I’ve had a lot of criticism for QE over the years and its transmission mechanism so I thought I’d offer the opinions of a rather well known economist as a counter to my criticisms. Paul Krugman is one of the few economists who has gotten a lot right over the course of the last 10 years. We don’t entirely agree on the mechanics of the monetary system (just another case of heterodox and neoclassical butting heads on specifics), but many of the big picture themes are in agreement. In this case, we both agree more fiscal is the optimal policy in this environment.
Anyhow, the reason he thinks QE can work here is because it could begin to impact the housing market substantially. In 2011 he originally said:
“Now, what you learned back then was that the transmission mechanism worked largely through housing. Why? Because long-lived investments are very sensitive to interest rates, short-lived investments not so much. If a company is thinking about equipping its employees with smartphones that will be antiques in three years, the interest rate isn’t going to have much bearing on its decision; and a lot of business investment is like that, if not quite that extreme. But houses last a long time and don’t become obsolete (the same is true to some extent for business structures, but in a more limited form). So Fed policy, by moving interest rates, normally exerts its effect mainly through housing.
In a post over the weekend he added:
“This [housing recovery] means that we actually can hope that the Fed’s new policy will boost housing as well as operating through other channels, and therefore that it can act more like conventional monetary policy in fostering recovery.”
I’m sceptical of this idea. Yes, monetary policy usually works through changing interest rates, but the evidence that QE has substantially altered rates is fairly weak. Again, the Fed is not setting rates here. It is setting quantity and letting price float. That’s why we saw mortgage rates actually rise in most durations last week (yes, real rates declined, but we’ll judge the sustainability and effect of that in the months and quarters to come – during QE2 real personal consumption expenditures declined YoY, for instance, despite the improvement in real rates). Had the Fed come out and said “30 Year Treasury bonds are now 0.5%” you would have seen the curve crater last week and the cost of a mortgage would have substantially declined. Instead, by letting price float they’ve left the cost of mortgages in the hands of the market with the hope that inflation expectations will translate into higher spending – something that hasn’t materialised substantially through QE1, QE2 and Operation Twist.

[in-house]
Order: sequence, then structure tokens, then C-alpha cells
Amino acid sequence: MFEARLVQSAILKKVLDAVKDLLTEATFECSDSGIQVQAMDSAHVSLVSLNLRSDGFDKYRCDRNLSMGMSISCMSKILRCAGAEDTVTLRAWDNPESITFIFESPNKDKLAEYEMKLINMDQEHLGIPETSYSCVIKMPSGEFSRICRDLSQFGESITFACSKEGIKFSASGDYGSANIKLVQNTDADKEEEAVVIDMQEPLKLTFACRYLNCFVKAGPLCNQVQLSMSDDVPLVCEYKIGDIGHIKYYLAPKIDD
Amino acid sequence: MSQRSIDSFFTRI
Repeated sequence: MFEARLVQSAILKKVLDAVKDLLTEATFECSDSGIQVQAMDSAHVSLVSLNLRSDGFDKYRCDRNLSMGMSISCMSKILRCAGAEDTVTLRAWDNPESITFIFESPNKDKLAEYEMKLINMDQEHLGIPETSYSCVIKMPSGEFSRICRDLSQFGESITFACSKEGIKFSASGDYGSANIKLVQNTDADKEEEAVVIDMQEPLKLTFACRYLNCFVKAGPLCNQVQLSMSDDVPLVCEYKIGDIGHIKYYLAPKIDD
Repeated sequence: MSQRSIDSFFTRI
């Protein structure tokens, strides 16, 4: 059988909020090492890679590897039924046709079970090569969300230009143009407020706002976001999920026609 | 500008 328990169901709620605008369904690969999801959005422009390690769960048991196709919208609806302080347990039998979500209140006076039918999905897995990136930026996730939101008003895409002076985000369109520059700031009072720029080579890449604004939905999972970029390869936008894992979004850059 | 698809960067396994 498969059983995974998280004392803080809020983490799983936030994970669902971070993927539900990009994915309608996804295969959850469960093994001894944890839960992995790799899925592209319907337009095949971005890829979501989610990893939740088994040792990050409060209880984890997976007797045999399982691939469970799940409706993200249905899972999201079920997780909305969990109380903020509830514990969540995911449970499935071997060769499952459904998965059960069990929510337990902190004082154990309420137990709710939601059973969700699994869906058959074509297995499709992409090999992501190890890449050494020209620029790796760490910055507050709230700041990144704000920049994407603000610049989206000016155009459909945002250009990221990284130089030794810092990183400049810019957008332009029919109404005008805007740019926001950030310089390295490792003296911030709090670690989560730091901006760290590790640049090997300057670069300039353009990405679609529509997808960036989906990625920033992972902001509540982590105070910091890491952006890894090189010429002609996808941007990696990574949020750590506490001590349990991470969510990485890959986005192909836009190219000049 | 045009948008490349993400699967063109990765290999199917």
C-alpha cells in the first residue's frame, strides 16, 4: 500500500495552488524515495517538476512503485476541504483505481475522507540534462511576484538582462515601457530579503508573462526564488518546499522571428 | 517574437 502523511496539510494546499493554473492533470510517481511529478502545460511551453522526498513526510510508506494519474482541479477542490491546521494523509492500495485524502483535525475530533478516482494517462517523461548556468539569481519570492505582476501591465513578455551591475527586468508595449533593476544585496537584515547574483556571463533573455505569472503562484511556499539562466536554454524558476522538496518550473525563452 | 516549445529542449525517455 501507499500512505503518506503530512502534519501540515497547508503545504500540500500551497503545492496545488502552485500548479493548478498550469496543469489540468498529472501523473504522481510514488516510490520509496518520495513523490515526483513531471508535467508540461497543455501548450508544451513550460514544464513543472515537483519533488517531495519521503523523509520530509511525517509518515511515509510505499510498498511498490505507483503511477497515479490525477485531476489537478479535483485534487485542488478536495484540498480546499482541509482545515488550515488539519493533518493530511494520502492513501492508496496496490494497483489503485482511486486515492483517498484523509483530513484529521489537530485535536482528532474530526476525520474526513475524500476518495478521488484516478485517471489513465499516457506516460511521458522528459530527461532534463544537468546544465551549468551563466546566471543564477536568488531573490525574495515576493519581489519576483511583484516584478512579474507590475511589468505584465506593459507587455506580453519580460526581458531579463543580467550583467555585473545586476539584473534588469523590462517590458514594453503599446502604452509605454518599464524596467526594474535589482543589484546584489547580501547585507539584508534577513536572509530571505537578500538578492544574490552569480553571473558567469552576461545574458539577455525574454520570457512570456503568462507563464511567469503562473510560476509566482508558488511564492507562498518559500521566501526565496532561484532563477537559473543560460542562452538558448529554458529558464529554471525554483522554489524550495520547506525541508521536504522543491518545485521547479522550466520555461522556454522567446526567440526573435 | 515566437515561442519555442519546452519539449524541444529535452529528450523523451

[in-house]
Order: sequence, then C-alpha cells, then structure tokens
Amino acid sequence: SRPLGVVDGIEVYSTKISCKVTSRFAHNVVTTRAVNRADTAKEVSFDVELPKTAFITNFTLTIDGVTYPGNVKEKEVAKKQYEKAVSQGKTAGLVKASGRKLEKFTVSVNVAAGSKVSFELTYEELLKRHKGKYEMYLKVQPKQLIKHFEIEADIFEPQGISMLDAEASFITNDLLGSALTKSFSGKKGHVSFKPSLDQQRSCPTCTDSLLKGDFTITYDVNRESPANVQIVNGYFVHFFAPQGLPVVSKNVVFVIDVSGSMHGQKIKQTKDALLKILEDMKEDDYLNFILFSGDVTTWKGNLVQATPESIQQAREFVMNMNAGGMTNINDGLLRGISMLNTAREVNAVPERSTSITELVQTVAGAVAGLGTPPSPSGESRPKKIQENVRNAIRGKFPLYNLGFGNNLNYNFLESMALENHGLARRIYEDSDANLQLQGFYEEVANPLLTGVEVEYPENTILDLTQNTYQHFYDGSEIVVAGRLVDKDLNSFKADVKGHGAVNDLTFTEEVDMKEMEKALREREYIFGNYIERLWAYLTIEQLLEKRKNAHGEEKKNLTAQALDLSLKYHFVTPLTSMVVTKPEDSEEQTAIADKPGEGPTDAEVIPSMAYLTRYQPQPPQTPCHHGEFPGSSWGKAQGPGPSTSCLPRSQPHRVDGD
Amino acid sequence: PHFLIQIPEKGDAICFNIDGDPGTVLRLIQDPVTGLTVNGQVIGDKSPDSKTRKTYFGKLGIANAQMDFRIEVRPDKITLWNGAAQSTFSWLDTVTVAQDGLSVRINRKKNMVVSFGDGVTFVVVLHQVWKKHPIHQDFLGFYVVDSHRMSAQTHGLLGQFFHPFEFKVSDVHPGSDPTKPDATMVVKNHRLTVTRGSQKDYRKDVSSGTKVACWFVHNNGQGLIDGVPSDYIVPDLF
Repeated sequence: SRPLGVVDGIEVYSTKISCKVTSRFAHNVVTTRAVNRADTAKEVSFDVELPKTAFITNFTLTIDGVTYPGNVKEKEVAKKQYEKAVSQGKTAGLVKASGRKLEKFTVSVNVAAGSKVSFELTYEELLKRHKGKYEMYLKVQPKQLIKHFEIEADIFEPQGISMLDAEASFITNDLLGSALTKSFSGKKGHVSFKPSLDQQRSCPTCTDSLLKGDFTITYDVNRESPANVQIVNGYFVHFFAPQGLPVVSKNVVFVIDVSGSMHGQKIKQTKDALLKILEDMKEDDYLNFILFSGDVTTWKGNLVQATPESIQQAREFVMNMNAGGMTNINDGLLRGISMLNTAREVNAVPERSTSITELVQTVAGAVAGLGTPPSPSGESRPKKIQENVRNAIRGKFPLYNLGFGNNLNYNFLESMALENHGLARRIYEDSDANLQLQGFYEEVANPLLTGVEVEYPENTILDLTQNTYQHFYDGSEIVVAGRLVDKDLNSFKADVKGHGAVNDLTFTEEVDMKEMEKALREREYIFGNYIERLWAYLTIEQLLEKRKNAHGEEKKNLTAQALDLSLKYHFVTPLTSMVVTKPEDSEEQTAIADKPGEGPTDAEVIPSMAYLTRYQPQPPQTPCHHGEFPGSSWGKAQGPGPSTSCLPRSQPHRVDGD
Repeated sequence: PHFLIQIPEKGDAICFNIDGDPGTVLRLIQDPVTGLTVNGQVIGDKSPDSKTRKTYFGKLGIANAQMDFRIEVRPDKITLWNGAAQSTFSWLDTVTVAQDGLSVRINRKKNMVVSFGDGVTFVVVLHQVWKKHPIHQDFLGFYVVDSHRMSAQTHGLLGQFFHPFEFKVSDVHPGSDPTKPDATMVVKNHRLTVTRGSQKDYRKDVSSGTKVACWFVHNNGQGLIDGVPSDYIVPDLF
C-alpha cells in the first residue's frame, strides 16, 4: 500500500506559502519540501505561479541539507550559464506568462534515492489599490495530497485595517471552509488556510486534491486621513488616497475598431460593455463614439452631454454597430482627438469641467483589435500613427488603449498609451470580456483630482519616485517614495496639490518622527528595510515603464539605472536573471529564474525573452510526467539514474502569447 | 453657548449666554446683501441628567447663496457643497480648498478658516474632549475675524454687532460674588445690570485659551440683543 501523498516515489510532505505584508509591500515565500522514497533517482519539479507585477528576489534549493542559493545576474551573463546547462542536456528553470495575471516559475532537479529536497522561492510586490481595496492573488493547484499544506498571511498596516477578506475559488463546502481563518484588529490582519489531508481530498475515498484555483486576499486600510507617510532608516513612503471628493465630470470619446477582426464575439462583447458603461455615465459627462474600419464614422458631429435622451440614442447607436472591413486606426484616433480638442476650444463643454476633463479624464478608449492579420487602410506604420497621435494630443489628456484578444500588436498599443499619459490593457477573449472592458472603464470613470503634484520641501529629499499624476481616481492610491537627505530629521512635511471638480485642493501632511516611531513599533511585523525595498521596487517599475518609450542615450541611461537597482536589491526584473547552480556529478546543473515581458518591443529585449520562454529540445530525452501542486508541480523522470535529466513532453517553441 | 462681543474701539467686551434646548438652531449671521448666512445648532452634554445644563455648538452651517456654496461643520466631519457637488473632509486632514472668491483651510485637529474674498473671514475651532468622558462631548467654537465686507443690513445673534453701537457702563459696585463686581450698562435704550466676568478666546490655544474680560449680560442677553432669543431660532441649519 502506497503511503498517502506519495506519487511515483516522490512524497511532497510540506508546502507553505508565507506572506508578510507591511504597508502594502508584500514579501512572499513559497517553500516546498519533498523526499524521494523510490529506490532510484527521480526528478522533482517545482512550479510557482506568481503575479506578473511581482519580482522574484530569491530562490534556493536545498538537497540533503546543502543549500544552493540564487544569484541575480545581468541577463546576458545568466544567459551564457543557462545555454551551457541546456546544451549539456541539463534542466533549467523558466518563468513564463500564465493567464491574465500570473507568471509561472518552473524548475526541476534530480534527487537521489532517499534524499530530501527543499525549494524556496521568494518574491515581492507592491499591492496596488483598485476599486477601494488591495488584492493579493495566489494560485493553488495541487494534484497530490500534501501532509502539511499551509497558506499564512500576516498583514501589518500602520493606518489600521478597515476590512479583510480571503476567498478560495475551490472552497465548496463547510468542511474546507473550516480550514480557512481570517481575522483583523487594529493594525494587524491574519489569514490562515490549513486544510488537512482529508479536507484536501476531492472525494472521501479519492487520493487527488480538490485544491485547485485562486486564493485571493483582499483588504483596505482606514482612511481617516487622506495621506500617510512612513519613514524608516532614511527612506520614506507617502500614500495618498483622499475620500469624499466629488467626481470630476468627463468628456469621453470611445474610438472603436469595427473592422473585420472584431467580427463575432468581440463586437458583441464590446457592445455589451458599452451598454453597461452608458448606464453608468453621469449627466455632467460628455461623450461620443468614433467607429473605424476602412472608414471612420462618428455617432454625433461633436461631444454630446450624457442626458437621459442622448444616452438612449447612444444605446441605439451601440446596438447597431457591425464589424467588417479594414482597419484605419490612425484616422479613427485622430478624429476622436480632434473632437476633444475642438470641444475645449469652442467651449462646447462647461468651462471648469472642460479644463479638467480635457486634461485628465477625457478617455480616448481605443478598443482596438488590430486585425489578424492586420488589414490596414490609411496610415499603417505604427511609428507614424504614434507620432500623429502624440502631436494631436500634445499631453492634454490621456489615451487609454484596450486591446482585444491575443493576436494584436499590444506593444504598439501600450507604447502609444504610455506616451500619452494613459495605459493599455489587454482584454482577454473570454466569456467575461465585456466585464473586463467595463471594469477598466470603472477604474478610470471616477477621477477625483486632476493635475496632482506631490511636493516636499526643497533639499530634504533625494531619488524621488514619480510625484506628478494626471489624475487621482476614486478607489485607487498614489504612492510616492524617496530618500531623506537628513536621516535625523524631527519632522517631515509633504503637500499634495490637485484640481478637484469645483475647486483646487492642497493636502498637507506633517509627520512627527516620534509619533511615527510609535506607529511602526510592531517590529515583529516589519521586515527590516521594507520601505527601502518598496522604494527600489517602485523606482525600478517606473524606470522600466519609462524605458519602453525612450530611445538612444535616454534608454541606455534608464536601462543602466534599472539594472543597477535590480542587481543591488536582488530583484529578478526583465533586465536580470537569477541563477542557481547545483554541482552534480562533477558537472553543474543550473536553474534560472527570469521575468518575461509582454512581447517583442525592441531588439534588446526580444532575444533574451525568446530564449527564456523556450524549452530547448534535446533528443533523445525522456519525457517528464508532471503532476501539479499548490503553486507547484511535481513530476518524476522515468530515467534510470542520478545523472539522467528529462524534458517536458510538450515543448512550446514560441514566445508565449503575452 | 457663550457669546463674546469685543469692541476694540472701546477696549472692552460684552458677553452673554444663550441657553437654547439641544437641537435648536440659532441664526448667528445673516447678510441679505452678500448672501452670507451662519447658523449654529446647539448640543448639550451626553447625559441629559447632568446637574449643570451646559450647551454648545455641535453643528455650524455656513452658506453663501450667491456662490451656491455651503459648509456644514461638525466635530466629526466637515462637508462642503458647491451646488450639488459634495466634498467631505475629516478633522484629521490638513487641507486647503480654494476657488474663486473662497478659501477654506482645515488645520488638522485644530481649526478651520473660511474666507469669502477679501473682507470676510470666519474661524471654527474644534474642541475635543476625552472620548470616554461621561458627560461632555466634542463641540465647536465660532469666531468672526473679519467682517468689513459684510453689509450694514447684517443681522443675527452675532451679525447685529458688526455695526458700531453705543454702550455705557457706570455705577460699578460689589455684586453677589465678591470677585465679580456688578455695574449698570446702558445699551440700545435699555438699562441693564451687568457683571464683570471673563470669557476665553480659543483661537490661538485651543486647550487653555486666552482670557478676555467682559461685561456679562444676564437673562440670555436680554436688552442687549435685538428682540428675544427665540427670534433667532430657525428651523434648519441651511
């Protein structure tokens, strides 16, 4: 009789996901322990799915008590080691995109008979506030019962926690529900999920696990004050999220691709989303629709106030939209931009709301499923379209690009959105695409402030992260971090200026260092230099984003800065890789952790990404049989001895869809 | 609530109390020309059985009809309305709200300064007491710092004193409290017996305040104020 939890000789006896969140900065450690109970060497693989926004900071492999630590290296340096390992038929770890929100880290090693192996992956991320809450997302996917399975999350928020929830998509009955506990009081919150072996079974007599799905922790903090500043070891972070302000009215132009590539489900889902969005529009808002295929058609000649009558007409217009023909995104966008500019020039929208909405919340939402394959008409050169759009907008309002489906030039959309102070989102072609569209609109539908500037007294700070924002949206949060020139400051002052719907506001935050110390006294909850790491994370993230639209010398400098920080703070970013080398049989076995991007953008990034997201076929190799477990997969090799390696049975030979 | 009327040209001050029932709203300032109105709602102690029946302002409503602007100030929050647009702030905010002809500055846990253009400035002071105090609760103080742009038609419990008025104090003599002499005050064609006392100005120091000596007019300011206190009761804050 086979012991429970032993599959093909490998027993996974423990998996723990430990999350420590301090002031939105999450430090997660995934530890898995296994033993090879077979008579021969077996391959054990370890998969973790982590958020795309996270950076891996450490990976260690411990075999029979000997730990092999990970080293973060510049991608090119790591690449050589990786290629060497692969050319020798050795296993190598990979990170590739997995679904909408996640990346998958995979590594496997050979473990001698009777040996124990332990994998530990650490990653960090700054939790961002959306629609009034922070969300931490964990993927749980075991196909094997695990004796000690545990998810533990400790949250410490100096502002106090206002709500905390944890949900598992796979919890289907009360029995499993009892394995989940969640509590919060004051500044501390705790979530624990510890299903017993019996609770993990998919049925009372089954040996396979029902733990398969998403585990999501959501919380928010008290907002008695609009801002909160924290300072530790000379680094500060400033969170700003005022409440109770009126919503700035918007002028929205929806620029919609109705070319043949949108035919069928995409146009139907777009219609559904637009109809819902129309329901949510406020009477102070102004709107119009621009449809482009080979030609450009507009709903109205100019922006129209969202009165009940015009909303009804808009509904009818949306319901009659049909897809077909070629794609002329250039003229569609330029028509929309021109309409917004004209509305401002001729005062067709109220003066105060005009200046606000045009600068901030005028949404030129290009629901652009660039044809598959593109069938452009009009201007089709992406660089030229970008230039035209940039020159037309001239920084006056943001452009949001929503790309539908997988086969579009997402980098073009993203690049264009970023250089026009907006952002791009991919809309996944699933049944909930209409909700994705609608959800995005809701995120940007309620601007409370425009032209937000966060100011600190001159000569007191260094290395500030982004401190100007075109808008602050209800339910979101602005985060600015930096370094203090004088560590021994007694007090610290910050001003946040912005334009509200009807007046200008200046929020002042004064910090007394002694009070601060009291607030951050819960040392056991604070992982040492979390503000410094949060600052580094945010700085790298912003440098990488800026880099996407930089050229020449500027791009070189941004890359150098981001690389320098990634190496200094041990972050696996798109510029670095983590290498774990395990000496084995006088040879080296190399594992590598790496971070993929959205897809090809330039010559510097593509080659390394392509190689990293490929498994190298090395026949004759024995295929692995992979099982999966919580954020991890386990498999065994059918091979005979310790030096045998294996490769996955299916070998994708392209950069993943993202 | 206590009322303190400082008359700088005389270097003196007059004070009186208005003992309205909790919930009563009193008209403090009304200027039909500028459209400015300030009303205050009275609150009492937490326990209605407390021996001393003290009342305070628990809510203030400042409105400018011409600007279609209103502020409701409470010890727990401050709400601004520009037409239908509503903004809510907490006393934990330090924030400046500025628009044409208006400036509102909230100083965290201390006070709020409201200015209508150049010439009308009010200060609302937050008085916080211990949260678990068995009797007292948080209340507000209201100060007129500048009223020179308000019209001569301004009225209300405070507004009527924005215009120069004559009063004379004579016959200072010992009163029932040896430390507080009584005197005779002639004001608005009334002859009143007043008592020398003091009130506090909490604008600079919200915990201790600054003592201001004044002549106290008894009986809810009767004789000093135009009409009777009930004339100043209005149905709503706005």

So, if higher inflation expectations don’t translate into higher spending and incomes then how are higher mortgage rates supposed to help housing recover? They won’t. So the transmission mechanism here still seems broken. And that’s assuming you ignore the fact that we remain in an environment where demand for credit remains incredibly low….
More importantly though, Dr. Krugman says monetary policy is sub-optimal here which I completely agree with:
“That said, I’m still sceptical about whether monetary policy alone can come close to doing enough — a scepticism shared by Ben Bernanke:
So looking at all the different channels of effect, we think it does have impact on the economy, it will have impact on the labour market but as again, the way I would describe it is a meaningful effect, a significant effect but not a panacea, not a solution for the whole issue.
We still need fiscal policy. But it’s good to see the Fed doing more.”
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